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White House: Warrants show Gadhafi not legitimate

The White House says the decision by an international court to issue arrest warrants for Moammar Gadhafi is yet one more indication that the Libyan leader has lost his legitimacy.
/ Source: news services

The White House says the decision by an international court to issue arrest warrants for Moammar Gadhafi is yet one more indication that the Libyan leader has lost his legitimacy.

White House spokesman Jay Carney said Monday that the action by the International Criminal Court in The Hague underscores the need for justice and for holding Gadhafi accountable.

The International Criminal Court said Gadhafi, his son Seif al-Islam Gadhafi and his intelligence chief Abdullah al-Sanoussi are wanted for orchestrating the killing, injuring, arrest and imprisonment of hundreds of civilians during the first 12 days of an uprising to topple Gadhafi from power, and for trying to cover up their alleged crimes.

The warrants from The Hague court turn the three men into internationally wanted suspects, potentially complicating efforts to mediate an end to more than four months of intense fighting in the North African nation. The warrants will be sent to Libya, where Gadhafi remains defiantly entrenched.

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The announcement came as Libyan rebels advanced to within about 50 miles of Tripoli and were fighting government troops for control of the town of Bair al-Ghanam, a rebel spokesman said.

"We are on the southern and western outskirts of Bair al-Ghanam," Juma Ibrahim, a rebel spokesman in the nearby town of Zintan, told Reuters by telephone on Monday.

"There were battles there most of yesterday (Sunday)," he said. "Some of our fighters were martyred and they (government forces) also suffered casualties and we captured equipment and vehicles. It's quiet there today and the rebels are still in their positions," he said.

The rebels' claim follows weeks of intense fighting in the Nafusa mountains in which opposition forces have slowly pushed Gadhafi's troops back toward the capital.

Libya's rebels control the eastern third of the country and pockets, including a number of Nafusa mountain towns, in the west.

The bulk of the fighting in recent months has been focused on front lines to the east of Tripoli. But a push by rebels from the Nafusa mountains could force Gadhafi to commit more troops to the southern and western approaches to the capital.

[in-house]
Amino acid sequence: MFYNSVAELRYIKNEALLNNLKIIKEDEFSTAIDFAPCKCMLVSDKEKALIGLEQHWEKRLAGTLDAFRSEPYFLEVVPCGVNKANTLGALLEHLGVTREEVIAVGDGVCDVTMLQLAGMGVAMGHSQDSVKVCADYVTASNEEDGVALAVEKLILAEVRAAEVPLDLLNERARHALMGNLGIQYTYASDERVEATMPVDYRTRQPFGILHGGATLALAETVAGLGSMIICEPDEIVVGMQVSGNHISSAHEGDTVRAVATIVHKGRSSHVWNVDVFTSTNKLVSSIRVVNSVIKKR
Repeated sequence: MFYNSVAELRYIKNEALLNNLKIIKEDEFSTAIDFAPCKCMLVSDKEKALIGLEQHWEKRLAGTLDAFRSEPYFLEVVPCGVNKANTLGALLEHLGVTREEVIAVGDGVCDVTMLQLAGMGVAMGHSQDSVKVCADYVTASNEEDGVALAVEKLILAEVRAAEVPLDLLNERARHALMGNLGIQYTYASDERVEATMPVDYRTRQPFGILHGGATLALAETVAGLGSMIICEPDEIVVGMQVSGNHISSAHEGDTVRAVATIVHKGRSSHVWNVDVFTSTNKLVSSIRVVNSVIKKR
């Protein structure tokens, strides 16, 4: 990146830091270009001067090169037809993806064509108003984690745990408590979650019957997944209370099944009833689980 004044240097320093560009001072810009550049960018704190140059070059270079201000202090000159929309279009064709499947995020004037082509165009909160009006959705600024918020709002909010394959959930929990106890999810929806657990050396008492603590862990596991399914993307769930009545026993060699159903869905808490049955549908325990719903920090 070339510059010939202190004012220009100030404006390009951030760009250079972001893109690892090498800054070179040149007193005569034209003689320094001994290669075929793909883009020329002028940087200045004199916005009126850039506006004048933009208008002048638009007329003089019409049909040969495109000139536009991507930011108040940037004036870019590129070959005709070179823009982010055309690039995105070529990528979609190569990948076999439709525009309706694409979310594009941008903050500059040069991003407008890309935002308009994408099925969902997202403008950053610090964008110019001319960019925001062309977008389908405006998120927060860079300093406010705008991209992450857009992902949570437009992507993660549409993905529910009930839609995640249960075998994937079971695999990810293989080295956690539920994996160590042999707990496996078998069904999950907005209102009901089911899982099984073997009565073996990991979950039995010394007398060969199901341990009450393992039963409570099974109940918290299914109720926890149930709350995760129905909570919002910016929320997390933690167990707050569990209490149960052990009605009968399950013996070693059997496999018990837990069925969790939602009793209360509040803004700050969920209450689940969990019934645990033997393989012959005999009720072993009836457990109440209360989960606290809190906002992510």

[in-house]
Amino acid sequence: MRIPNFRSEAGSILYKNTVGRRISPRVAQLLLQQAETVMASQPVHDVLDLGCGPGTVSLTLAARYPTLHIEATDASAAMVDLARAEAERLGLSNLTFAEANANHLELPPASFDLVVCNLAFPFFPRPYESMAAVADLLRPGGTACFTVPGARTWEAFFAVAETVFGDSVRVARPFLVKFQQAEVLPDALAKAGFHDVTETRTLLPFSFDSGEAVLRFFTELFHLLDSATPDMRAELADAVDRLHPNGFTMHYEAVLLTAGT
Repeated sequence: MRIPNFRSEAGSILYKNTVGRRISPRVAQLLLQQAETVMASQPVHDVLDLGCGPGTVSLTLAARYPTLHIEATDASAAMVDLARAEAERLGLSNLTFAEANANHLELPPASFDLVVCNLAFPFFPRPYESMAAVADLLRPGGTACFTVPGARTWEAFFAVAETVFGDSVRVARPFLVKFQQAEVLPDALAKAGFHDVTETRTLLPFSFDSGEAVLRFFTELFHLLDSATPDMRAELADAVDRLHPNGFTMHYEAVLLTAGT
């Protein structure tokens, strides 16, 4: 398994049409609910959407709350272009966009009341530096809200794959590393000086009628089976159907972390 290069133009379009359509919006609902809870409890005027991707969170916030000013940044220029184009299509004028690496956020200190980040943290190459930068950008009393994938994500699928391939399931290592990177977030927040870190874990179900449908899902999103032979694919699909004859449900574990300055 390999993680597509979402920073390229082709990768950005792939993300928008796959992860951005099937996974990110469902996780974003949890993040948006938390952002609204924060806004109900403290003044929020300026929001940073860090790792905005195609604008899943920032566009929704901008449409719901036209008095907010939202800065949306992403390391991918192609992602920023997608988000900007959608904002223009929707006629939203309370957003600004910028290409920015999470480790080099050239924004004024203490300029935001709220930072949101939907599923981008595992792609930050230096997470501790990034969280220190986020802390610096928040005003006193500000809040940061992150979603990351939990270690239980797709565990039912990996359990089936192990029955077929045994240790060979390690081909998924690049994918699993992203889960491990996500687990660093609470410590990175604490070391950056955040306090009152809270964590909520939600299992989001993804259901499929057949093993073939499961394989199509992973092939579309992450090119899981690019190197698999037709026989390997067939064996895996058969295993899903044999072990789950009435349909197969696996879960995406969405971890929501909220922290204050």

Guma el-Gamaty, a spokesman for the rebels' National Transitional Council, said Bair al-Ghanam is significant because it is only 19 miles south of the city of Zawiya, a key western gateway to the capital and home to a crucial oil refinery.

'High spirits'
Opposition fighters seized control of Zawiya in March before government troops crushed rebel forces there to retake the city. Fighting broke out in the city again earlier this month, briefly cutting access to the vital coastal highway that passes through Zawiya. The route links Tripoli with the Tunisian border and is one of Gadhafi's last main supply lines.

In Tripoli, Gadhafi's government remained defiant. Government spokesman Moussa Ibrahim said Gadhafi is in "high spirits" and remains in day-to-day control of the country. He insisted Gadhafi will remain in Libya, but wouldn't confirm that the leader is still in the capital.

"Gadhafi is here, he is staying. He is leading the country. He will not leave. He will not step down," Ibrahim told reporters in Tripoli, challenging the rebels and the NATO-led coalition giving them air support. "If they want to continue the fight, we are ready. We will fight street to street, house to house."

Moussa told reporters that the government so far has distributed 1.2 million weapons to supporters in the west of the country to defend themselves.

Meanwhile, Libya's foreign minister and two other senior officials were in Tunisia on Monday negotiating with "foreign parties", according to Tunisia's state news agency.

It was not immediately clear if the negotiations involved a possible peace deal with rebels fighting to end Gadhafi's four-decade rule.

Foreign Minister Abdelati Obeidi was on the southern Tunisian island of Djerba, near the border with Libya, and had been joined by Health Minister Ahmed Hijazi and Social Affairs Minister Ibrahim Sherif, the TAP news agency reported.

Obeidi was "negotiating with several foreign parties," the agency reported late on Sunday, without giving details.

Abdel Hafiz Ghoga, vice chairman of the National Transitional Council, said last week the rebel leadership had been in indirect contact with Gadhafi's government about a possible peace deal.